The Kingdoms of Life

The Kingdoms of Life - belong to a separate kingdom. Other...

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The Kingdoms of Life Linnaeus originally placed all living things into either the plant or animal kingdoms. As scientists learned more about the biology of many organisms, this constraining into two kingdoms became less and less defensible. Evolutionary theory and the cell theory provide us with a basis for the interrelation of all living things. We also utilize Linneus' hierarchical classification system, adopting (generally) five kingdoms of living organisms. Viruses , as discussed later, are not considered living. Recent studies suggest that there might be a sixth Kingdom, the Archaea. Monera Monera are the only kingdom composed of prokaryotic organisms, they have a cell wall, and lack both membrane-bound organelles and multicellular forms. The Archaebacteria, the most ancient of this kingdom, are so different that they may
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Unformatted text preview: belong to a separate kingdom. Other groups of Monera include the cyanobacteria (autotrophic) and eubacteria (heterotrophic). Protista The most ancient eukaryotic kingdom, protists include a variety of eukaryotic body (single-celled-colonial-multicellular?) and nutritional heterotrophic, autotrophic, and both) forms. Perhaps they are best defined as eukaryotes that are NOT fungi, animals, or plants. Fungi Fungi are a eukaryotic, heterotrophic, usually multicellular group having multinucleated cells enclosed in cells with cell walls. They obtain their energy by decomposing dead and dying organisms and absorbing their nutrients from those organisms. Some fungi also cause disease (yeast infections, rusts, and smuts), while others are useful in baking, brewing, as foods, drugs and sources for antibiotics....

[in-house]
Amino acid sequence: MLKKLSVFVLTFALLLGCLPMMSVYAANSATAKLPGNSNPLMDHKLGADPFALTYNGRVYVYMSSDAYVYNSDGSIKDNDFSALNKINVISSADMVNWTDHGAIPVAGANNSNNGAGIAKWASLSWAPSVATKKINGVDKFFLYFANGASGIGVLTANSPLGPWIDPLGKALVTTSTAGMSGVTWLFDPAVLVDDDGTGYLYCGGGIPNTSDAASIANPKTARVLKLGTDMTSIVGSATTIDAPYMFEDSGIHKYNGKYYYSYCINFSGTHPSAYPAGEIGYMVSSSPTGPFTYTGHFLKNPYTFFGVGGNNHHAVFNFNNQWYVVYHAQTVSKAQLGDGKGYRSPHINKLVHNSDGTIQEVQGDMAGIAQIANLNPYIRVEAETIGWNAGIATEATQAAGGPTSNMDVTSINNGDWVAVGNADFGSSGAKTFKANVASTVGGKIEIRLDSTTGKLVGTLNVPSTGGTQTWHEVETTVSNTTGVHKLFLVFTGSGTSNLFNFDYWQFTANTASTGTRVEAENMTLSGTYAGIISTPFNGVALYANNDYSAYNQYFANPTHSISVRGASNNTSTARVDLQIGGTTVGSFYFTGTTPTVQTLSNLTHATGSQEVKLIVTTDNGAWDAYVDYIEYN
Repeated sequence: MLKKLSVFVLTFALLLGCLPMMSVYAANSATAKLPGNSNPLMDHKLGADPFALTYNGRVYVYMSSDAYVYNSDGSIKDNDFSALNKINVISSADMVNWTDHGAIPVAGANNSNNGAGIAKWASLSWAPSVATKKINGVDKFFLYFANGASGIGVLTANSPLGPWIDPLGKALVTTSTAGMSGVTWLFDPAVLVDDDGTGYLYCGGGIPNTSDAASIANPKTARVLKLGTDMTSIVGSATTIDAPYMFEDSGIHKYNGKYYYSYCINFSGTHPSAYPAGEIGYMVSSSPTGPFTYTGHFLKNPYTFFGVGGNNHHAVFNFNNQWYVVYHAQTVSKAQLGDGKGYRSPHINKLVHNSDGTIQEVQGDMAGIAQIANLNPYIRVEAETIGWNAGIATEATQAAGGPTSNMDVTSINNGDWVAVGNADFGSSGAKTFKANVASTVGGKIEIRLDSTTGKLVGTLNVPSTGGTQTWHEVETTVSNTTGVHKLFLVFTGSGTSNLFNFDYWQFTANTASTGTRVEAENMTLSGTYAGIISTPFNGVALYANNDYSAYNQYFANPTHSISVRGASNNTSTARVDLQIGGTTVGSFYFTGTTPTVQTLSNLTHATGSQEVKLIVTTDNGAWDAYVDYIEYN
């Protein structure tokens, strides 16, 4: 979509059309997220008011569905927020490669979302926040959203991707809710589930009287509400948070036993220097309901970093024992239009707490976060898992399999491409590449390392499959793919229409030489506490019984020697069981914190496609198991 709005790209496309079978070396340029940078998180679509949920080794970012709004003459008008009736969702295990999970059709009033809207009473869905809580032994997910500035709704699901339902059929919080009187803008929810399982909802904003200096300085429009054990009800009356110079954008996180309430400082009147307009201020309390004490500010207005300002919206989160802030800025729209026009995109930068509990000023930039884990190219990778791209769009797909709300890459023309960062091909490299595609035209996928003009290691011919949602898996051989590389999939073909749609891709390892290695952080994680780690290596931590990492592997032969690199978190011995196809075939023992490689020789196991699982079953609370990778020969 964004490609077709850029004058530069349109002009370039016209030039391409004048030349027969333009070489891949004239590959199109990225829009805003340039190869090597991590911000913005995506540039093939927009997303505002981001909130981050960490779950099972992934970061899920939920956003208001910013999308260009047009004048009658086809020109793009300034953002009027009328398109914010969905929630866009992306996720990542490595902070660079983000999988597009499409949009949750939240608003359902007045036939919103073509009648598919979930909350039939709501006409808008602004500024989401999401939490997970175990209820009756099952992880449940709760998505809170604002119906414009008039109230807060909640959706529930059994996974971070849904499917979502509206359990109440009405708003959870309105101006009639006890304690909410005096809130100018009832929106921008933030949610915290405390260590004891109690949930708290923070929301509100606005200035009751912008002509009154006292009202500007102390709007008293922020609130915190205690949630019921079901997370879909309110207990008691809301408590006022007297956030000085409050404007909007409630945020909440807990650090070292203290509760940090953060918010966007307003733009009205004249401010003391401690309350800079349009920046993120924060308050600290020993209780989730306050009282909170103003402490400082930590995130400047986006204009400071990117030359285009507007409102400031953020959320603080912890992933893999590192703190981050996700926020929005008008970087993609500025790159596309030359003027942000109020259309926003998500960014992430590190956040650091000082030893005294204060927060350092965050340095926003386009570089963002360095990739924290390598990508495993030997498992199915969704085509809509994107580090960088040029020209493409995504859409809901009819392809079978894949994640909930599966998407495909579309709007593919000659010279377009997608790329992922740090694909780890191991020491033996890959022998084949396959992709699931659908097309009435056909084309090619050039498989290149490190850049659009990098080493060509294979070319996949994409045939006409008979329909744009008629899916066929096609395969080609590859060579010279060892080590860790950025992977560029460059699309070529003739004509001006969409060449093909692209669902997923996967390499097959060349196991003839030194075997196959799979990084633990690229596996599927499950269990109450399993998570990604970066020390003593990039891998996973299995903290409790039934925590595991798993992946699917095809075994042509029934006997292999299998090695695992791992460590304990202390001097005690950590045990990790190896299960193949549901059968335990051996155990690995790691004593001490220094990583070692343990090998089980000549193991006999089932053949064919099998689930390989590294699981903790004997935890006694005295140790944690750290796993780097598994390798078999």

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This note was uploaded on 11/29/2011 for the course BIO BSC1010 taught by Professor Gwenhauner during the Fall '10 term at Broward College.

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The Kingdoms of Life - belong to a separate kingdom. Other...

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